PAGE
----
Otaku USA Magazine
Violence Voyager Is Unlike Any Anime You’ve Ever Watched

There’s a good chance you’ve never seen a “gekimation” film before. Independent director Ujicha has made his name on the stuff, but his latest horror film, Violence Voyager, is the first time anyone had created an entire gekimation feature. The term refers to an unusual filmmaking style combining the traditions of Japanese cutout animation, puppetry, and kamishibai paper plays, and is largely associated with the 1976 TV adaptation of The Cat Eyed Boy by horror manga master Kazuo Umezu (The Drifting Classroom). However, that series isn’t, strictly speaking, “animated” at all. It was created by filming paper cutouts moving in real-time through small sets, complete with liquid and smoke effects. This is in contrast to animation, which combines individual still frames into a moving image.

The term “gekimation” itself appears to acknowledge this directly. Geki can mean “dramatic,” as it does in the case of gekiga, the comic book movement that introduced an alternative to the more comedic manga, but it can also refer to a stage play. Gekimation is a sort of “drawn play,” a hybrid of the moving drawings of animation and the persistent physical space of theatre. Its character cutouts are closer to the puppets of Thunderbolt Fantasy than true animated characters.

Violence Voyager review

All that is to say that Violence Voyager is unlike just about any anime you’ve ever watched. Not just in its iconoclastic art, but in its subject matter as well. It begins with two kids, American Bobby and his Japanese friend Akun, taking a trek up a nearby mountain at sunset. (What could possibly go wrong?) There are no ghosts or hockey-masked slashers on the mountain; just an old, nearly abandoned amusement park called “Violence Voyager.” But when a visit to the park goes horribly wrong, the pair find themselves in a fight for their lives against the park’s owner and his army of genetically engineered monstrosities.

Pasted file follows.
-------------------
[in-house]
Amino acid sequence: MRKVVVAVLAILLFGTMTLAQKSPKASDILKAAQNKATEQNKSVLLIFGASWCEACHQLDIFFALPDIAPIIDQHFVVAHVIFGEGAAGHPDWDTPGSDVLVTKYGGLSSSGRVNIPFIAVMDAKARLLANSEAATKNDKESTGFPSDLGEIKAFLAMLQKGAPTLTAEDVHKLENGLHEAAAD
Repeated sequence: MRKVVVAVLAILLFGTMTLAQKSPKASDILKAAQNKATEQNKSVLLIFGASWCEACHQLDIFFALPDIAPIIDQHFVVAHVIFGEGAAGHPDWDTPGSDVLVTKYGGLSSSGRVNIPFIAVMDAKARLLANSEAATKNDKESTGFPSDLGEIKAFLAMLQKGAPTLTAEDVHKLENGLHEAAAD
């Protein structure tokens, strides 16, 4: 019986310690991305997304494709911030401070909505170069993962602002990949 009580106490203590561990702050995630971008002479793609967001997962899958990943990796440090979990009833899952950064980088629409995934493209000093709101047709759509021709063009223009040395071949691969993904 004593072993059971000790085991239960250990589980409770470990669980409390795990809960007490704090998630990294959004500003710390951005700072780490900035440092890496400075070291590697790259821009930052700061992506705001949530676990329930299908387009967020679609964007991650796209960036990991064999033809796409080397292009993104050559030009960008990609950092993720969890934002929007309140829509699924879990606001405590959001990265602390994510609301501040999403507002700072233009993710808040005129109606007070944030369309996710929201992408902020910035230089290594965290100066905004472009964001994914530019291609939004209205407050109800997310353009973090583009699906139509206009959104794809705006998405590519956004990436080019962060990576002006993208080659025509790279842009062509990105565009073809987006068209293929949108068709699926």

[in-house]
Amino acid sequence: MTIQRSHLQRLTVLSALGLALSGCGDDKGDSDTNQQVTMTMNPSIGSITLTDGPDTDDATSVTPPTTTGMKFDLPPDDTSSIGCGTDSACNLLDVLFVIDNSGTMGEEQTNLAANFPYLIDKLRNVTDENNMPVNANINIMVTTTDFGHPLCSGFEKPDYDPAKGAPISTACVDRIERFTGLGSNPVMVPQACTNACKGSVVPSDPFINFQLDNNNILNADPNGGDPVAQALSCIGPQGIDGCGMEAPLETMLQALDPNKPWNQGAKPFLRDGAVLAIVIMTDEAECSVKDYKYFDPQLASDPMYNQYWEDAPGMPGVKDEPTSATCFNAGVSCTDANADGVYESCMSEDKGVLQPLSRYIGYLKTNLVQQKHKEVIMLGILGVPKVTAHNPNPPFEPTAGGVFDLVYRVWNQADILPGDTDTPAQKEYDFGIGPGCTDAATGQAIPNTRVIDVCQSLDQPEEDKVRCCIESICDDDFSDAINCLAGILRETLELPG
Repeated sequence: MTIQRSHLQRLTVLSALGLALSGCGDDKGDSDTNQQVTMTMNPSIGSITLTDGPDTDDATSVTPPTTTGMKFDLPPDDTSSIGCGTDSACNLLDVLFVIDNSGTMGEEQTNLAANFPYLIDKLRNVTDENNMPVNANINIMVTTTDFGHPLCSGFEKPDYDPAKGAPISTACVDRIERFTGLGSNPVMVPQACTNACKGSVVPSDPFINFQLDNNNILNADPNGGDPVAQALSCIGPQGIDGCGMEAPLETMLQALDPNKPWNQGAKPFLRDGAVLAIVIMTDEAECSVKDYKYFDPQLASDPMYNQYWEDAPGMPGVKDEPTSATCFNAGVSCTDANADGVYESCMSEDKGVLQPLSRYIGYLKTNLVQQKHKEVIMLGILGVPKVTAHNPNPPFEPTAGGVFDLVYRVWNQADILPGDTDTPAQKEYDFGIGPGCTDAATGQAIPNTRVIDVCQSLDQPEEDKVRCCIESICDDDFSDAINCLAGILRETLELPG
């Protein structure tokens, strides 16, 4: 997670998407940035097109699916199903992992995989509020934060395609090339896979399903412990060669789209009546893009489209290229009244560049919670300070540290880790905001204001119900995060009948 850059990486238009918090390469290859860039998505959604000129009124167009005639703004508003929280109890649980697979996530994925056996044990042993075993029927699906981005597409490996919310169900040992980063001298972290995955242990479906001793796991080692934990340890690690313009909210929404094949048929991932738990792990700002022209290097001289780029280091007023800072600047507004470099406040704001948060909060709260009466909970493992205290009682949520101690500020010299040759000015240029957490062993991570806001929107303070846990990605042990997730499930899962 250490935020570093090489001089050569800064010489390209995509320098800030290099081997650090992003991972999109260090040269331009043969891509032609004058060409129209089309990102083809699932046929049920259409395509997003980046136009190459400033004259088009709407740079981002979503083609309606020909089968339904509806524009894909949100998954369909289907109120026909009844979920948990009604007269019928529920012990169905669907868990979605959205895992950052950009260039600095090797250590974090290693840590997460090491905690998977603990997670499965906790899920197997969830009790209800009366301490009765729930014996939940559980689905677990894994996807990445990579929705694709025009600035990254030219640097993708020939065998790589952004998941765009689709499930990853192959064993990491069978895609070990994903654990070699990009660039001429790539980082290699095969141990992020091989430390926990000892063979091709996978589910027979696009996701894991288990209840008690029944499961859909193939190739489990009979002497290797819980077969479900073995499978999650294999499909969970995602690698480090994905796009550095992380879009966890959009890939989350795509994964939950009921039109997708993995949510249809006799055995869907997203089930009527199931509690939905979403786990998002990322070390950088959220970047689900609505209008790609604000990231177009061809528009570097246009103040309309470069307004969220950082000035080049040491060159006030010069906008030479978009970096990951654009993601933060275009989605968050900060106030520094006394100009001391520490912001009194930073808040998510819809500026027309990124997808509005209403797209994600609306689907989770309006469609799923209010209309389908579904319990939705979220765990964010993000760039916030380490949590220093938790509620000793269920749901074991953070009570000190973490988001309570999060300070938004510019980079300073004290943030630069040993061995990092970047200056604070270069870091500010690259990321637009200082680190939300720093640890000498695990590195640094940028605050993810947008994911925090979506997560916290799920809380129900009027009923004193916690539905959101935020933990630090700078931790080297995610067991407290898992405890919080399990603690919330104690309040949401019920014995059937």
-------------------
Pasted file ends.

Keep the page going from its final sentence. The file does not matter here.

The film’s horror influences appear to come largely from manga. Characters’ bodies are subjected to grotesque deformations reminiscent of the work of Junji Ito, and his focus on child protagonists seems like a clear nod to Kazuo Umezu (another connection back to The Cat Eyed Boy). In fact, a running theme in the film is the inability of adult authority figures to protect young people from harm, and the unexpected bravery of children placed in horrific situations. Outside of Japanese influences, Violence Voyager’s gleeful body horror also calls to mind the famous French Grand Guignol theater, known for its naturalistic depictions of gruesome horror scenarios (manga fans might recall it as an influence on Usamaru Furuya’s Lychee Light Club, based on a play by the Tokyo Grand Guignol theater).

There’s also something commendable about making a movie as downright weird as this one. In between the gore, we get a giant robot, a kid joining forces with a pet chimpanzee and a wild bat, and a subplot revolving around wearing the wrong underwear. Unfortunately Ujicha appears to lose the plot as he throws more and more weird ideas into his cauldron of depravity, and it’s not always easy to tell whether you’re supposed to be laughing, crying, or throwing up. The English dub, delivered in halting, shouty tones by professional actors who clearly know better, doesn’t help stave off the persistent sense of camp.

Nevertheless, Ujicha’s claim to fame is being the gekimation guy, and if nothing else Violence Voyager represents a strong revival of the art style. All of the cutouts are beautifully hand-painted. Their liminal appearance, halfway between the familiarity of anime and the tangibility of puppets, underscores the pervasive sense that something is very wrong in the world of the film. Most impressively, Violence Voyager is full of ingenious practical effects. At various points, water and other fluids get launched from holes in the cutouts, then land and congeal on other ones. This is incredibly clever, groundbreaking stuff, with far more texture and personality to it than the comparatively plain cutouts of Yamishibai (another project inspired by The Cat Eyed Boy). I would pay good money for an extended behind-the-scenes look into the production!

Violence Voyager doesn’t always work as a straight-up horror movie, but if you’re looking for something to jolt you out of your everyday anime habits, this will certainly do the trick. It’s an ambitious, completely bonkers passion project from an independent auteur, and like many films in this category, the camp is part of the charm.

Read more from Evan Minto here!